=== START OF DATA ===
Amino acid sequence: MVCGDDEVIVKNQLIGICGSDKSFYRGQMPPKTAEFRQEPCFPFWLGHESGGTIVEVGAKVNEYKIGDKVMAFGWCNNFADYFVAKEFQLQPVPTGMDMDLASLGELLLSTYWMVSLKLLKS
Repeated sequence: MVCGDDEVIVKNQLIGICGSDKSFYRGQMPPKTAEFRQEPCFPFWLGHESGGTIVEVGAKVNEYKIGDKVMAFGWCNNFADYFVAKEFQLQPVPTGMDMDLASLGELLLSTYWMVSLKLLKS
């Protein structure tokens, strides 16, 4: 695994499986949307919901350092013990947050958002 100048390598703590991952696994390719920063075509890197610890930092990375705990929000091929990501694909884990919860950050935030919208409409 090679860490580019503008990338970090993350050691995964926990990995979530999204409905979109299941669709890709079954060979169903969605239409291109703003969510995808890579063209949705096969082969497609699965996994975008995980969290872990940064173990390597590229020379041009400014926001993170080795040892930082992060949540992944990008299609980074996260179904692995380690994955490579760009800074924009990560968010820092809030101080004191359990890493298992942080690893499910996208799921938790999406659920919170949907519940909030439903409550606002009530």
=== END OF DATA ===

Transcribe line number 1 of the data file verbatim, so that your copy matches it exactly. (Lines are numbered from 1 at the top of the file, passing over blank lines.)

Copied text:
Amino acid sequence: MVCGDDEVIVKNQLIGICGSDKSFYRGQMPPKTAEFRQEPCFPFWLGHESGGTIVEVGAKVNEYKIGDKVMAFGWCNNFADYFVAKEFQLQPVPTGMDMDLASLGELLLSTYWMVSLKLLKS